Descriptive Experience Sampling Codebook
Manual of Terminology
Russell T. Hurlburt and Christopher L. Heavey
University of Nevada, Las Vegas
May 10, 2006
Copyright 2006 Russell T. Hurlburt, Ph.D. All rights reserved.
Descriptive Experience Sampling is a method of exploring inner experience that seeks simply to describe inner
experience, based on the view that careful descriptions should be the
foundation stones on which subsequent quantification should rest. A complete description of the
method is provided in Hurlburt's 1990 book Sampling Normal and Schizophrenic Inner
The method is summarized in Hurlburt's 1993 book Sampling Inner Experience in Disturbed
Affect. Hurlburt and Chris Heavey's 2006 book Exploring Inner Experience describes in detail how to do the method. The subject carries a small beeper that beeps at random intervals. The subject's task is
to "freeze" her ongoing experience and to write a brief description of it in a notebook. We are not
particularly interested in any explanation of the thoughts or other experiences; we simply wish
her to describe that particular inner experience as it naturally occurred. After she has collected
six or eight samples, the subject meets with us for an extended conversation about those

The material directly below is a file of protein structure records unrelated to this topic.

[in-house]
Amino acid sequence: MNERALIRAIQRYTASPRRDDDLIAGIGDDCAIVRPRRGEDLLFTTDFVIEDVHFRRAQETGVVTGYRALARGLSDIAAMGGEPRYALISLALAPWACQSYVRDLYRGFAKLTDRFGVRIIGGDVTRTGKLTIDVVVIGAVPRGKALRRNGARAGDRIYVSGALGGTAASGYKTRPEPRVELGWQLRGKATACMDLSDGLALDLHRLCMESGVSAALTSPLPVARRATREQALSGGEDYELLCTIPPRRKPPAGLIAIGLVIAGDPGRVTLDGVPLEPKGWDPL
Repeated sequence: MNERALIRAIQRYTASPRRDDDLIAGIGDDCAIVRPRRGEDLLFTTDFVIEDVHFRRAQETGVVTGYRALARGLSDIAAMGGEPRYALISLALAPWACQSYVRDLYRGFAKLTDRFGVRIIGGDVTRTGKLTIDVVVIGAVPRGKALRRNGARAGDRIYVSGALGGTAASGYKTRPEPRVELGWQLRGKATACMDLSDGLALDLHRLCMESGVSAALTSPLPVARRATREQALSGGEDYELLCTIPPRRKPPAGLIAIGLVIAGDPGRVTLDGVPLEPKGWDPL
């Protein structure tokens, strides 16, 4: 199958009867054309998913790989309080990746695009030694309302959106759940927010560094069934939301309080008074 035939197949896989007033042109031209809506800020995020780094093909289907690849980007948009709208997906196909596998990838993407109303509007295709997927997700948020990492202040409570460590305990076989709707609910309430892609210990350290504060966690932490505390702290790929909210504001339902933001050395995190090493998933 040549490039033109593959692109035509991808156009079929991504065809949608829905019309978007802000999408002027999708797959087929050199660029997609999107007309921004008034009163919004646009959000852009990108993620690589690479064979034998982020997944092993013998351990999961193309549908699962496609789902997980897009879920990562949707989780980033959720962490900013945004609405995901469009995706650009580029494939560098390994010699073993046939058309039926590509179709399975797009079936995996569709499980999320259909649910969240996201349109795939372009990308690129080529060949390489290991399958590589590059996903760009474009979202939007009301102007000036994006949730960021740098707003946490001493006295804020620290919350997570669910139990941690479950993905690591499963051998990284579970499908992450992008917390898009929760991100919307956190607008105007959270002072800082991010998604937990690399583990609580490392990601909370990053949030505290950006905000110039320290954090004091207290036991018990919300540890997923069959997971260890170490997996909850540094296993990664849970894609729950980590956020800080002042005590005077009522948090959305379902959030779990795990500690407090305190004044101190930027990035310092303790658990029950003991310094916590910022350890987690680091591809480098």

samples. This sample and discussion process is then repeated the next day, and is repeated
again until we think we have obtained an adequate number of samples. At the conclusion of the
sampling period, we identify the salient characteristics of the complete set of samples.
Prospective subjects for this procedure frequently attempt an informal version of the
procedure in anticipation of their participation, asking themselves on occasion, for example,
"What am I thinking right now?" Such informal attempts are nearly always discouraging, leading
the typical subject to believe, prior to sampling, that he or she will be unable to perform the
sampling task. However, we have found that most subjects find the actual sampling task to be
quite easy and unambiguous.
Because it is primarily descriptive, the
method is fundamentally idiographic -- that is, it describes unique characteristics
of particular individuals.
However, some phenomena turn out to be identical or at least very similar between individuals,
so it makes sense to use the same terminology in such cases. This manual provides
the means for identifying the following characteristics: